Hyper-diffusion in Archaeology

Newark Holy Stones
The Newark Holy Stones, a faked set of artifacts with a diffusionist mission. Photo courtesy Ohio State University.

This is a term that gets tossed around among archaeologists and academics, particularly when they’re being critical of the many nonsense claims of sensationalists like Brien Foerster, Frank Joseph, and their ilk.

Essentially, the claims are something along the lines of:

1) “These elongated skulls can’t possibly be just the result of head-shaping, DNA tests show [insert non-native source].”

2) “These stones are too precisely cut and laid for natives to have done this, therefore [insert non-native source].”

3) “Here are some Hebrew artifacts therefore the Lost Tribe of Israel is responsible for mounds in North America.”

And so on…

The claims above are modern-day examples of hyper-diffusionist ideas. The first two deal with Peruvian indigenous peoples who engaged in a practice of head-shaping that resulted with intentionally deformed skulls that have an “alien appearance.” The practice, while bizarre to modern, western eyes, is one that has modern ethnographic support to the extent that there exist photographs of people who did this. Not just skeletal remains. The second claim also frequently involves Peru (along with other cultures around the world). The notion is that the indigenous people couldn’t possibly have been smart enough or capable enough to cut and move large stones. Finally, the last example above refers to spurious artifacts, many already identified as outright fakes, which purport to show “Hebrew writing” which is meant to provide evidence that, essentially, white people are responsible for the grandiose mounds we see at places like Cahokia in Illinois or Serpent Mound in Ohio. Never mind that the writing on some of these turns out to be modern Hebrew, and none are from legitimate excavations that include careful documentation.

In a nut shell, the hyper-diffusionist position is one that is racist.

This is because it stipulates that all civilizations come from one superior civilization, where everything was already invented once before. That multiple civilizations around the world could have independently invented megalithic architecture, agriculture, writing, etc. is considered impossible by the diffusionist.

The roots of diffusionist thinking come from the 19th and early 20th century as early anthropologists and archaeologists tried to reason out how civilizations came to be. It’s much easier to forgive these early scientists on their quest for knowledge and understanding than it is their modern psuedoscientific counterparts. This is because since the 19th century, much data has been gathered through the archaeological record and ethnographic data. And it should be noted that cultural diffusion through trade and contact between neighbors isn’t what’s being criticized here. That sort of small-scale diffusion is shown in the archaeological and ethnographic records, but it’s nearly always bi-directional.

The hyper-diffusionist insists that invention is unidirectional. That human beings are generally unimaginative and not willing to change independently. Friedrich Ratzel, in his Anthropogeographie (1882) and The History of Mankind (1885) wrote that “ethnologists must beware thinking that even the simplest of inventions were likely to have been made more than once, let alone repeatedly.” He considered technological inventions like the blowpipe and the bow and arrow to have been invented in once place then “diffused” to other cultures wherever these could be found in the world. He was certain they could all be traced back to a single source for each.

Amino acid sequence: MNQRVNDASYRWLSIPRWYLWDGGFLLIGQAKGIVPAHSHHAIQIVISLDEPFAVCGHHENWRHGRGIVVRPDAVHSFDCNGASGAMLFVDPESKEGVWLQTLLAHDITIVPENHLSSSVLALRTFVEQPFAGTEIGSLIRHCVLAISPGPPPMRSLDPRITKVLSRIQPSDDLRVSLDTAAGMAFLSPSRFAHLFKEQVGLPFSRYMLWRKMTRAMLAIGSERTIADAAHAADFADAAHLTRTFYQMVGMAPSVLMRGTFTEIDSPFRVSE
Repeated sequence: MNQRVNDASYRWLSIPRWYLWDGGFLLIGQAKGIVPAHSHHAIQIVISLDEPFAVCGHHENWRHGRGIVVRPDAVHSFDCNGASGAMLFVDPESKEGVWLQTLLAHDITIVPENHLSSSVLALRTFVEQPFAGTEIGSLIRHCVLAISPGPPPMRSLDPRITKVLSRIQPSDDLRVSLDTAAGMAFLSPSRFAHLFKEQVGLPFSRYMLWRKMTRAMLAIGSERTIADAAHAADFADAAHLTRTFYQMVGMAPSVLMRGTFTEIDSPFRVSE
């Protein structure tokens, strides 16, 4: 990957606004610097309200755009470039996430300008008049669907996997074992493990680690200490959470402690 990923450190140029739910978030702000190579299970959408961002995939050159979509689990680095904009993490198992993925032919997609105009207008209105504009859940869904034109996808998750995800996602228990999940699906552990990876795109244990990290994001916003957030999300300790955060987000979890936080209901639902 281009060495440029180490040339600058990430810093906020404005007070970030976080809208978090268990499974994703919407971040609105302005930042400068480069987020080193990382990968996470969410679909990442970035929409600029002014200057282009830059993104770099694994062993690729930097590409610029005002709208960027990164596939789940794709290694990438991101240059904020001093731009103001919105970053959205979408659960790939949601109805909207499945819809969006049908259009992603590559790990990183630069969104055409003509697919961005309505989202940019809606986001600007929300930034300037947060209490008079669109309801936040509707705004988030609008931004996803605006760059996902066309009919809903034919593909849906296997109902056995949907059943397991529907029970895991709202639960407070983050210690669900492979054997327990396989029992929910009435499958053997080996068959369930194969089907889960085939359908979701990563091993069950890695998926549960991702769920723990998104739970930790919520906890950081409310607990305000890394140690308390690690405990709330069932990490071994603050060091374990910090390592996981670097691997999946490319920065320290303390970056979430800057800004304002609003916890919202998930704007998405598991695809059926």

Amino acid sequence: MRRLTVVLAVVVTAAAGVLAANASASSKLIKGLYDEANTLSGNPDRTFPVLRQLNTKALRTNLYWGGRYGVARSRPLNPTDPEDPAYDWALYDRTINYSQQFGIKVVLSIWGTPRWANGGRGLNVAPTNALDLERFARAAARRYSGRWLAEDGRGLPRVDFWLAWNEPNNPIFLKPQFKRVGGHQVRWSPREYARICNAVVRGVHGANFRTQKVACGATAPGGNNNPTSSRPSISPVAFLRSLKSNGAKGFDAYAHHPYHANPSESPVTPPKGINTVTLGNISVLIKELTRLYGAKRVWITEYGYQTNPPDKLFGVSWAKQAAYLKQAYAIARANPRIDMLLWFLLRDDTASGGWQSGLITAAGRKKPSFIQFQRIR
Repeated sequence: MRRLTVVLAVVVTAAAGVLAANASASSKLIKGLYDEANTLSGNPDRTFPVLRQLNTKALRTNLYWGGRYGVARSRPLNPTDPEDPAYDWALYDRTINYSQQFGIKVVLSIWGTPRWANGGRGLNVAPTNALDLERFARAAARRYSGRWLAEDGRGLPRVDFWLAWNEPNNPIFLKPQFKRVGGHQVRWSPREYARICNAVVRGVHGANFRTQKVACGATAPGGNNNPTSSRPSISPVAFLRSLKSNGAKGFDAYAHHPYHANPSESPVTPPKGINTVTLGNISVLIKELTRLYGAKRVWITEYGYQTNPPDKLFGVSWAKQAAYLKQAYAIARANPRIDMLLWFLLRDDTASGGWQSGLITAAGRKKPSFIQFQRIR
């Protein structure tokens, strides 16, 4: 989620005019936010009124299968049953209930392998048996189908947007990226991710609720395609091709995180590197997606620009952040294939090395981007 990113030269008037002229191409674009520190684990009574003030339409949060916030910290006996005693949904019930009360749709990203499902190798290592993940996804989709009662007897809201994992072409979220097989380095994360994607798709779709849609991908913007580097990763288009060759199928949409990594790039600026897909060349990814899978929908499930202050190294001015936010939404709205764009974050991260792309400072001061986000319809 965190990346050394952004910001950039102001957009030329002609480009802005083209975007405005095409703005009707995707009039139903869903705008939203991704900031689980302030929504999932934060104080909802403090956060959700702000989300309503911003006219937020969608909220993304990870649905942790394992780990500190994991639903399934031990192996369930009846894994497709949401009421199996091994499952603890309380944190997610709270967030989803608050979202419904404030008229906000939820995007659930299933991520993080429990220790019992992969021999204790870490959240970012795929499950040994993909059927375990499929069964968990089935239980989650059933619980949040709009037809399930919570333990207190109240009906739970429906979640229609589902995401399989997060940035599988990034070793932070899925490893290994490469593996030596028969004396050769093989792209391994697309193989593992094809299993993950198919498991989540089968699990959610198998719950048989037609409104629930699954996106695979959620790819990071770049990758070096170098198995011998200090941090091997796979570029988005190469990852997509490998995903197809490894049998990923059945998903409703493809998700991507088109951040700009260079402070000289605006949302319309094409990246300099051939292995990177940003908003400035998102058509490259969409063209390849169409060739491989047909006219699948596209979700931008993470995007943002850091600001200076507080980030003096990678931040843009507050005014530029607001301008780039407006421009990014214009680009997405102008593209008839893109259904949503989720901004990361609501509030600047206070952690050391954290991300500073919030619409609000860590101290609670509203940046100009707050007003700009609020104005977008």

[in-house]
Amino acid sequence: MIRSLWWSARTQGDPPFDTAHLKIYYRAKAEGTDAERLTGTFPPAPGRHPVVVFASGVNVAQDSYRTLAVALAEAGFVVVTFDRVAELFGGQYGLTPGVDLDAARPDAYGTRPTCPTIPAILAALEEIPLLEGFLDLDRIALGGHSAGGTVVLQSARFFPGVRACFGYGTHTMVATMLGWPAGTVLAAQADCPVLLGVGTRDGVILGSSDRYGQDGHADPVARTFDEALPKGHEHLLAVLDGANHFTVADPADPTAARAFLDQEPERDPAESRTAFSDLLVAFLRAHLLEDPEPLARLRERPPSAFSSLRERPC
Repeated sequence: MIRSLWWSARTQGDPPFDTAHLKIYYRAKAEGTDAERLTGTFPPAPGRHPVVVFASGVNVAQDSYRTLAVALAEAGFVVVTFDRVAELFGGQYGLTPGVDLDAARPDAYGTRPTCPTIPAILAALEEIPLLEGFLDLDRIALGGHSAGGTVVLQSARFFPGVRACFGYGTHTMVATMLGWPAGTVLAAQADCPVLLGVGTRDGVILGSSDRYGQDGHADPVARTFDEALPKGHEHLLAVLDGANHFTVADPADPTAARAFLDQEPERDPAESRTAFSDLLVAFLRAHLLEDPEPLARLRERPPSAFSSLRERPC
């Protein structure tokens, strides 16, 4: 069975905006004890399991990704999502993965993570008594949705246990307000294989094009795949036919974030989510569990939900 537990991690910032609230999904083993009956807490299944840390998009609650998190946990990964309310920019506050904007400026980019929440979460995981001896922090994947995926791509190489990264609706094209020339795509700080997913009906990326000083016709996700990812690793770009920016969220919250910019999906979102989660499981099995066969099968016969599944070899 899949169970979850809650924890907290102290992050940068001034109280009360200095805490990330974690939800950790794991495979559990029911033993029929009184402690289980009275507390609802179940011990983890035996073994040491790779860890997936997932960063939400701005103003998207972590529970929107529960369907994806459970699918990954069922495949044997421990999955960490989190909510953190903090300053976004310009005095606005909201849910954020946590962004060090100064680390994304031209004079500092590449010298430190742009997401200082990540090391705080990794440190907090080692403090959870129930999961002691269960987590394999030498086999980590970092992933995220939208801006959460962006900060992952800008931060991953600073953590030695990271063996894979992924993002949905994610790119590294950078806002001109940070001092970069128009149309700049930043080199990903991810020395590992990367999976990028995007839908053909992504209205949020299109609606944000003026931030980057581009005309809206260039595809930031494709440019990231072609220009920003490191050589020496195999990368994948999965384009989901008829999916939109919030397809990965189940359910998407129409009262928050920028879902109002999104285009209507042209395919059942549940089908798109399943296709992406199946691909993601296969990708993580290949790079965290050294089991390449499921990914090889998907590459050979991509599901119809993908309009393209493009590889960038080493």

And Ratzel influenced Franz Boas, who introduced the concept of diffusion to America. Boas thought the only way to understand the past was to “determine the diffusionary episodes.”

Early 20th century diffusionists like Grafton Elliot Smith thought that all culture originated from Egypt and that the Maya, for instance, were cut off from their Egyptian roots after they were sent to the New World in search of resources. Other diffusionists of his time, such as Lord Raylan, thought the source of all civilization was Mesopotamia. He thought most human beings were naturally primitive and would quickly revert to “savagery,” given the opportunity, and “savages never invent anything.”

The archaeological records of their world have long since changed this way of thinking and we now understand and accept that technologies can be independently arrived at.. Atlatls, pottery, clothing, and agriculture are among the many, many technological advances that were invented over and over again all over the world at different times and places.

Today’s hyperdiffusionists are not nearly as easily forgiven. They are willfully ignorant and grossly racist. Though they don’t say it directly, the message is still the same: “white people did it, not savages.”

Or worse. The message is “aliens did it, not primitive humans.”

Further Reading

Feder, Kenneth L. (2014). Frauds, Myths, and Mysteries: Science and Pseudoscience in Archaeology, 8th Edition. New York: McGraw-Hill.

Lepper, Bradley T.; Kenneth L. Feder; Terry A. Barnhart; Deborah A. Bolnick (2011). “Civilizations Lost and Found: Fabricating History, Part 2: False Messages in Stone.” Skeptical Inquirer, 35(6)

Trigger, Bruce (2008). A History of Archaeological Thought. Cambridge: Cambridge University Press.

About Carl Feagans 398 Articles
Professional archaeologist that currently works for the United States Forest Service at the Land Between the Lakes Recreation Area in Kentucky and Tennessee. I'm also a 12-year veteran of the U.S. Army and spent another 10 years doing adventure programming with at-risk teens before earning my master's degree at the University of Texas at Arlington.

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